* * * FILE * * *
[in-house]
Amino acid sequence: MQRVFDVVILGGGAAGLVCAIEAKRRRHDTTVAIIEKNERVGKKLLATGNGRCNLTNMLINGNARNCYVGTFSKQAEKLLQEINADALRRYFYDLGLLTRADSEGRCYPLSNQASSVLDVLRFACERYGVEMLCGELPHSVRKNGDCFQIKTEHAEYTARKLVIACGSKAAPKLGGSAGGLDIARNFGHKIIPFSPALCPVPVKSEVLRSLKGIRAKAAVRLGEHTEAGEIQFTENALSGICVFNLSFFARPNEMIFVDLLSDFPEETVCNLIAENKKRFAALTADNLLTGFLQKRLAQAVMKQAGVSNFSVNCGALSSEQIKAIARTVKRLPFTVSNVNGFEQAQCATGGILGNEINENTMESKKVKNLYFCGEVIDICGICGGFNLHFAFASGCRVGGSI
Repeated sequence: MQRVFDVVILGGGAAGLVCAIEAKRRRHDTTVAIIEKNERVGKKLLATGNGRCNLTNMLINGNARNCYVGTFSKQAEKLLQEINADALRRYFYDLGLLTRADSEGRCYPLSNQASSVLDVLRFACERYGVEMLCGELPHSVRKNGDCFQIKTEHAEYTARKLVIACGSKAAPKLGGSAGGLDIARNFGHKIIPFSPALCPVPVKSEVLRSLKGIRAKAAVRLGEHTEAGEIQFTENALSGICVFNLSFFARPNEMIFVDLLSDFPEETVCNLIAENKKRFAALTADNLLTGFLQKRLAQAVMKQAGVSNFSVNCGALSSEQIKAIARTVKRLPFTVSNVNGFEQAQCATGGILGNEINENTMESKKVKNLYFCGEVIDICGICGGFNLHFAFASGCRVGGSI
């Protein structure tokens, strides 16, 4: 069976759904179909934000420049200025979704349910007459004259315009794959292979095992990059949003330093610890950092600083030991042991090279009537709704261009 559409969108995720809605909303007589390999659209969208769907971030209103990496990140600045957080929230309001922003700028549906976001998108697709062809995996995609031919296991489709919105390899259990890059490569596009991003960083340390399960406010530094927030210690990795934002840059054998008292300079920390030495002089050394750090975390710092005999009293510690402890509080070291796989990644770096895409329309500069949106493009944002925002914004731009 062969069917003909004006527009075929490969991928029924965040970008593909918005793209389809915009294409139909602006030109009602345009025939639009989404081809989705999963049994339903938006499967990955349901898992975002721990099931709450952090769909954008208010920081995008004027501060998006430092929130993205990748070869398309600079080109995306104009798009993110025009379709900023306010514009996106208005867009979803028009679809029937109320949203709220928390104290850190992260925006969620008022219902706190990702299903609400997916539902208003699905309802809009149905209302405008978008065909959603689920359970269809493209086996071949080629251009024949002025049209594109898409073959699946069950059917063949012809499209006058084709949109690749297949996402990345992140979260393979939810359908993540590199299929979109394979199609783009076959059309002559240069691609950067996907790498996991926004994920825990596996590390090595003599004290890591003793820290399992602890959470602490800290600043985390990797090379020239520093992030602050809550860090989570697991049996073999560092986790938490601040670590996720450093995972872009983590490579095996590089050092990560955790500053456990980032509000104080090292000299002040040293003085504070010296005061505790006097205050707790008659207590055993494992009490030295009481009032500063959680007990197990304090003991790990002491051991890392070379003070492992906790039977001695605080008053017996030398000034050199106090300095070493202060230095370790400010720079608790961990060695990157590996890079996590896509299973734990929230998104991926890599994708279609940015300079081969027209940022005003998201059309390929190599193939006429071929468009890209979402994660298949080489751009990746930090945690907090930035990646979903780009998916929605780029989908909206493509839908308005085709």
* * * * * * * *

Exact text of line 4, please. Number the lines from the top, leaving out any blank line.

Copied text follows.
């Protein structure tokens, strides 16, 4: 069976759904179909934000420049200025979704349910007459004259315009794959292979095992990059949003330093610890950092600083030991042991090279009537709704261009 559409969108995720809605909303007589390999659209969208769907971030209103990496990140600045957080929230309001922003700028549906976001998108697709062809995996995609031919296991489709919105390899259990890059490569596009991003960083340390399960406010530094927030210690990795934002840059054998008292300079920390030495002089050394750090975390710092005999009293510690402890509080070291796989990644770096895409329309500069949106493009944002925002914004731009 062969069917003909004006527009075929490969991928029924965040970008593909918005793209389809915009294409139909602006030109009602345009025939639009989404081809989705999963049994339903938006499967990955349901898992975002721990099931709450952090769909954008208010920081995008004027501060998006430092929130993205990748070869398309600079080109995306104009798009993110025009379709900023306010514009996106208005867009979803028009679809029937109320949203709220928390104290850190992260925006969620008022219902706190990702299903609400997916539902208003699905309802809009149905209302405008978008065909959603689920359970269809493209086996071949080629251009024949002025049209594109898409073959699946069950059917063949012809499209006058084709949109690749297949996402990345992140979260393979939810359908993540590199299929979109394979199609783009076959059309002559240069691609950067996907790498996991926004994920825990596996590390090595003599004290890591003793820290399992602890959470602490800290600043985390990797090379020239520093992030602050809550860090989570697991049996073999560092986790938490601040670590996720450093995972872009983590490579095996590089050092990560955790500053456990980032509000104080090292000299002040040293003085504070010296005061505790006097205050707790008659207590055993494992009490030295009481009032500063959680007990197990304090003991790990002491051991890392070379003070492992906790039977001695605080008053017996030398000034050199106090300095070493202060230095370790400010720079608790961990060695990157590996890079996590896509299973734990929230998104991926890599994708279609940015300079081969027209940022005003998201059309390929190599193939006429071929468009890209979402994660298949080489751009990746930090945690907090930035990646979903780009998916929605780029989908909206493509839908308005085709």